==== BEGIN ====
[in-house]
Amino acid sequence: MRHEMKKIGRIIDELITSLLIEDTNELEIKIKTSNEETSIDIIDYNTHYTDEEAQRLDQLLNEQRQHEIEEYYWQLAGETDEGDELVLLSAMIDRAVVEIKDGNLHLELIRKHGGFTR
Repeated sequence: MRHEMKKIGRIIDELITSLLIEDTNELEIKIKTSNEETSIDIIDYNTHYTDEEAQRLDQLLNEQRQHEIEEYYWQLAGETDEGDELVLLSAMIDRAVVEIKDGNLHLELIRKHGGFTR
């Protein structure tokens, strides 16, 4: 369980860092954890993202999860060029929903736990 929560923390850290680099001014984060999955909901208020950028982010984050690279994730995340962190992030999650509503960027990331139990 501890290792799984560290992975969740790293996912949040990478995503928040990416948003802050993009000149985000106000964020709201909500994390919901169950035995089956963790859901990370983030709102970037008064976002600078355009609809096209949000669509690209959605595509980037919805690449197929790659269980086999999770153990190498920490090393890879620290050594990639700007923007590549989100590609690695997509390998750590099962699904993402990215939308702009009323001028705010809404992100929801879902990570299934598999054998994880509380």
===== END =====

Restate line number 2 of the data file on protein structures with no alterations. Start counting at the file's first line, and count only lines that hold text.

Amino acid sequence: MRHEMKKIGRIIDELITSLLIEDTNELEIKIKTSNEETSIDIIDYNTHYTDEEAQRLDQLLNEQRQHEIEEYYWQLAGETDEGDELVLLSAMIDRAVVEIKDGNLHLELIRKHGGFTR